Powder x-ray diffraction of powdered samples containing about 10-15% of the polyhedral product also failed to detect any BN phase other than hexagonal phase. Although no spectroscopic evidence indicating the presence of cubic phase BN, physical evidence that may indicate at least the formation of a cubic phase. Firstly, the habit of a polyhedral particle suggests that it must have a cubic phase. Secondly, many of the polyhedral particles recovered were hollow or had truncated corners, which are the expected features of a solid particle after it undergoes the volume shrinking that accompanies a phase change from a less dense phase to a more dense phase. Hexagonal phase BN is significantly less dense than cubic phase BN, and a molten BN drop derived from precursor hexagonal phase BN particle would shrink significantly to form cubic phase BN.
Thus, while spectroscopic evidence indicates that the polyhedral particles are hexagonal phase, the physical appearance of the particles suggests otherwise, that they have a cubic phase. The following mechanism is proposed to explain the formation of cubic phase polyhedral BN particles. Initially, hexagonal phase precursor platelets melt and minimize surface tension by forming spheres. Having no solid phase, the molten particles crystallize into either of the two known solid phases, the hexagonal solid phase or the cubic solid phase. Most are recovered as spherical particles in the hexagonal solid phase. However, some aspect of the melting and solidification process, such as the presence of impurities or the precise cooling rate, favors “freezing” in the cubic phase for some of the particles.
The resulting BN is “softer” than many other widely used ceramics such as alumina or silica. Hard ceramic alumina or silica particles tend to scratch the dies, molds, and other devices used during extrusion processing and injection molding, which increases the cost of repairing and maintaining these devices. Softer BN particles could be processed via injection molding with less wear on the molding apparatus. Furthermore, we have developed a mathematical model demonstrating that the thermal transfer properties of a device such as a chip mounting produced using an epoxy/particle resin may be affected to a significant degree by the amount of surface contact between filler particles in the resin. In particular, it can be shown that an increase in the surface contact between filler particles improves thermal transfer. While harder spherical particles such as silica and alumina provide minimal point contact, softer spherical and polyhedral BN filler particles offer not only an improvement in thermal conductivity but also an increased surface contact between particles. This increased surface contact may lead to even further improvements in thermal transfer properties of the resulting chip mounting.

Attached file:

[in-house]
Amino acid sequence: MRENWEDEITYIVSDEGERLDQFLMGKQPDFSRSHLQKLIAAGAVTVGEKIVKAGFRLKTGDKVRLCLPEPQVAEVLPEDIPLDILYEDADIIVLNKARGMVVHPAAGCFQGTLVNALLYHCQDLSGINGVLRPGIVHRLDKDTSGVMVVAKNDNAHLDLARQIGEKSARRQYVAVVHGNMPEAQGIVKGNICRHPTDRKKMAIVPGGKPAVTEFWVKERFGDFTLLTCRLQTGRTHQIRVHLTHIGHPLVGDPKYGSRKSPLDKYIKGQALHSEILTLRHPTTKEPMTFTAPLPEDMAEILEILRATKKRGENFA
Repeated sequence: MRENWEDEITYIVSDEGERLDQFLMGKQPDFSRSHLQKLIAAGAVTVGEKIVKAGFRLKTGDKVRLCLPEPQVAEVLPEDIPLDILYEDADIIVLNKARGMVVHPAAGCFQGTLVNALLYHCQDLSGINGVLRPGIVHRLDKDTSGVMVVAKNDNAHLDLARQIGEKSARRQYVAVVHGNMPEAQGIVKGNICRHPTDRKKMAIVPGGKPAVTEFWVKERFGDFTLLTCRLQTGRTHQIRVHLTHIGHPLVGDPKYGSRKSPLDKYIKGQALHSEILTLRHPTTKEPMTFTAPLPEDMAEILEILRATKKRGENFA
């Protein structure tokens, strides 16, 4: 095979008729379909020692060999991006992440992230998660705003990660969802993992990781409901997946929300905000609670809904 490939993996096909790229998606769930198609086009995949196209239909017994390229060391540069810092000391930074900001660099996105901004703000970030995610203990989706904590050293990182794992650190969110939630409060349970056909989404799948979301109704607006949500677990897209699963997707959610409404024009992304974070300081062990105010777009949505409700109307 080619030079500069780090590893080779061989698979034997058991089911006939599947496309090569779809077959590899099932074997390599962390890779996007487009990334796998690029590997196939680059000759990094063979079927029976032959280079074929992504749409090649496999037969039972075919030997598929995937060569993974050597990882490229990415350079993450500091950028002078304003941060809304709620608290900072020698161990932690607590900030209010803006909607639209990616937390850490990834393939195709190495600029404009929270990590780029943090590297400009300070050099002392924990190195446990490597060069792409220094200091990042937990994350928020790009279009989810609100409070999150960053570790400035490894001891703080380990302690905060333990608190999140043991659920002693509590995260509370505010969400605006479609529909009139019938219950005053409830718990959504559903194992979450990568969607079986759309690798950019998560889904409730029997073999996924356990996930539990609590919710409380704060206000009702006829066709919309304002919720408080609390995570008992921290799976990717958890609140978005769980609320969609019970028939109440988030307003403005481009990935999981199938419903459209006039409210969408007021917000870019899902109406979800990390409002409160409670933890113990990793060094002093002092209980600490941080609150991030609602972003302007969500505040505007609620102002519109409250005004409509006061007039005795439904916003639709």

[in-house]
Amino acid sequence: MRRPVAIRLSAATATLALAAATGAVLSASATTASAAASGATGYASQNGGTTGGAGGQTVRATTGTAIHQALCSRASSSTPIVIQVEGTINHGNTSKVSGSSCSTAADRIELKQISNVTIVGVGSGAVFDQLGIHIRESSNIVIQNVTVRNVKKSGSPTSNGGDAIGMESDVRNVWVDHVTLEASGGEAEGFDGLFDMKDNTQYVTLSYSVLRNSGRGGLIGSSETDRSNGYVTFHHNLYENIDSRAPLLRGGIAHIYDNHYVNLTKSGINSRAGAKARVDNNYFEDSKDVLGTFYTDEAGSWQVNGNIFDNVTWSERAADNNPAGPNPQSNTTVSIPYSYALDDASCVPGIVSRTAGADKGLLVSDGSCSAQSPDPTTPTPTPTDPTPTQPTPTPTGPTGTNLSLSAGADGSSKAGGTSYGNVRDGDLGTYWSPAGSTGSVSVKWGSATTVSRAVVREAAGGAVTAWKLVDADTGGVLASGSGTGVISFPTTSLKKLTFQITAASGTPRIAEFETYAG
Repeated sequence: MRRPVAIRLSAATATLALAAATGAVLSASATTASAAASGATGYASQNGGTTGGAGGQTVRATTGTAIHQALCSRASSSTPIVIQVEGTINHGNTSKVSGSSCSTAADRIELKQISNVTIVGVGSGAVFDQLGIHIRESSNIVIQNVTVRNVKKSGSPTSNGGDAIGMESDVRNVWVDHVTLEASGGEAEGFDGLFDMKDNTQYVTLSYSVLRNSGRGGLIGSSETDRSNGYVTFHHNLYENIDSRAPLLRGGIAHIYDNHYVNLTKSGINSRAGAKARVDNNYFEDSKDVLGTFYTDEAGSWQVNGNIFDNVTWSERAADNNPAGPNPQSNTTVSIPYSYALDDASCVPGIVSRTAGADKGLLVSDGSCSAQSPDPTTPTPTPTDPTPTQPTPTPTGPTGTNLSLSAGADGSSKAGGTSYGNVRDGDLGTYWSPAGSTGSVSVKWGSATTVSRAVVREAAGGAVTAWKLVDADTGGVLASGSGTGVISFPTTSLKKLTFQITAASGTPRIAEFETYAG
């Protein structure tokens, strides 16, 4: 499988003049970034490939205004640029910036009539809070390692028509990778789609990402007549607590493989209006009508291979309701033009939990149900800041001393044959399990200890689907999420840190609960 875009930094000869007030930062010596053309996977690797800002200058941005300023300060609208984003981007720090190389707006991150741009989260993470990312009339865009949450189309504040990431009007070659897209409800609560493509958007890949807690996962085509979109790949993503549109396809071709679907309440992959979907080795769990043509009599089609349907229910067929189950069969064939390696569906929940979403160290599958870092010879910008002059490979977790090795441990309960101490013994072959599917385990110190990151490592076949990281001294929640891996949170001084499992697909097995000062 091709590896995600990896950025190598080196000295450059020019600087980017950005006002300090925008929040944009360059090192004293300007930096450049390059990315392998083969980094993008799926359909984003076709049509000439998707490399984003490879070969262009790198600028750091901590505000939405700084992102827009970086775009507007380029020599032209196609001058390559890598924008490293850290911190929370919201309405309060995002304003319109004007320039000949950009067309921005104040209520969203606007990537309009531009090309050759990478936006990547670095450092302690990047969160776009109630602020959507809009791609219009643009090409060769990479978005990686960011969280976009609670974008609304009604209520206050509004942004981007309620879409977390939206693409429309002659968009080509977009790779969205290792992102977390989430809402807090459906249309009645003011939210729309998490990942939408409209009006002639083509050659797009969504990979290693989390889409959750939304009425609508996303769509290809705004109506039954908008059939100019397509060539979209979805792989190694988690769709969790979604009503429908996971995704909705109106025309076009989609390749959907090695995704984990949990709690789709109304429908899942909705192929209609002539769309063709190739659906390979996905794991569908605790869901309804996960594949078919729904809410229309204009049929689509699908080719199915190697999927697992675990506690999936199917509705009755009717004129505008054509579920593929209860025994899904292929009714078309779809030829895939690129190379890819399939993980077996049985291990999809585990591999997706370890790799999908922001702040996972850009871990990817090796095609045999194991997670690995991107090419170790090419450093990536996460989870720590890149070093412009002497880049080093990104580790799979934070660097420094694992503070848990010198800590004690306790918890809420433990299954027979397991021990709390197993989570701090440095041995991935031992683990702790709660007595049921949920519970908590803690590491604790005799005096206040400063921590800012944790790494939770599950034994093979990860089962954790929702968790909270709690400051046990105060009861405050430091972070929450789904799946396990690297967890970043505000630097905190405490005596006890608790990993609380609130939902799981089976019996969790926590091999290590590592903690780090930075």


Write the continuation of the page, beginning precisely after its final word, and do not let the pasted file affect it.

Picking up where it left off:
The foregoing description of the invention has been presented for purposes of illustration and description and is not intended to be exhaustive or to limit the invention to the precise form disclosed, and obviously many modifications and variations are possible in light of the above teaching. Commercially available particle feeders, for example, could be used instead of the particle feeder described herein.
The embodiment(s) were chosen and described in order to best explain the principles of the invention and its practical application to thereby enable others skilled in the art to best utilize the invention in various embodiments and with various modifications as are suited to the particular use contemplated. It is intended that the scope of the invention be defined by the claims appended hereto.
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|U.S. Classification||423/290, 23/313.00R, 23/293.00R|
|Cooperative Classification||C01P2004/32, C01P2004/61, C01P2004/52, C01B21/064, C01P2004/42, C01P2004/30, C01P2004/03|
|Oct 18, 2001||AS||Assignment|